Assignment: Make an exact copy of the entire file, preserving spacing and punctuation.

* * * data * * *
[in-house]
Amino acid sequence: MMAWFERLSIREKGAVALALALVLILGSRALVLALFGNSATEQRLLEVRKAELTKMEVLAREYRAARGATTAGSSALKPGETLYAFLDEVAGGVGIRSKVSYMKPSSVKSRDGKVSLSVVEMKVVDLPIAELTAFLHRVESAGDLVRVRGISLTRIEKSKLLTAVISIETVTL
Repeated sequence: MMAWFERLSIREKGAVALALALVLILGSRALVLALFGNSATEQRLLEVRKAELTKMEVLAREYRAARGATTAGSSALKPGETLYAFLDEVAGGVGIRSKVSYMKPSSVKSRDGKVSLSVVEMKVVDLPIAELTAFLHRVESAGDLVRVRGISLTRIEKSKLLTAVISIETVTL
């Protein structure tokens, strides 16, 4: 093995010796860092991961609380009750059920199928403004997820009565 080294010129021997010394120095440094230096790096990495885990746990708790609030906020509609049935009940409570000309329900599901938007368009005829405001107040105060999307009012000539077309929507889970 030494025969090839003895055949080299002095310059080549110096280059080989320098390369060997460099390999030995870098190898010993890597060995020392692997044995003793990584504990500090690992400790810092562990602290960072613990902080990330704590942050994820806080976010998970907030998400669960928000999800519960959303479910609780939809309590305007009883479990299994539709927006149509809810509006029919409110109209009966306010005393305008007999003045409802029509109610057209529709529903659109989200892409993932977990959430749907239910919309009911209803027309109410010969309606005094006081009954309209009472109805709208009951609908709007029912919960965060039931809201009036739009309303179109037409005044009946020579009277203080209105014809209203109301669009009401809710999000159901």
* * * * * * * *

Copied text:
[in-house]
Amino acid sequence: MMAWFERLSIREKGAVALALALVLILGSRALVLALFGNSATEQRLLEVRKAELTKMEVLAREYRAARGATTAGSSALKPGETLYAFLDEVAGGVGIRSKVSYMKPSSVKSRDGKVSLSVVEMKVVDLPIAELTAFLHRVESAGDLVRVRGISLTRIEKSKLLTAVISIETVTL
Repeated sequence: MMAWFERLSIREKGAVALALALVLILGSRALVLALFGNSATEQRLLEVRKAELTKMEVLAREYRAARGATTAGSSALKPGETLYAFLDEVAGGVGIRSKVSYMKPSSVKSRDGKVSLSVVEMKVVDLPIAELTAFLHRVESAGDLVRVRGISLTRIEKSKLLTAVISIETVTL
């Protein structure tokens, strides 16, 4: 093995010796860092991961609380009750059920199928403004997820009565 080294010129021997010394120095440094230096790096990495885990746990708790609030906020509609049935009940409570000309329900599901938007368009005829405001107040105060999307009012000539077309929507889970 030494025969090839003895055949080299002095310059080549110096280059080989320098390369060997460099390999030995870098190898010993890597060995020392692997044995003793990584504990500090690992400790810092562990602290960072613990902080990330704590942050994820806080976010998970907030998400669960928000999800519960959303479910609780939809309590305007009883479990299994539709927006149509809810509006029919409110109209009966306010005393305008007999003045409802029509109610057209529709529903659109989200892409993932977990959430749907239910919309009911209803027309109410010969309606005094006081009954309209009472109805709208009951609908709007029912919960965060039931809201009036739009309303179109037409005044009946020579009277203080209105014809209203109301669009009401809710999000159901």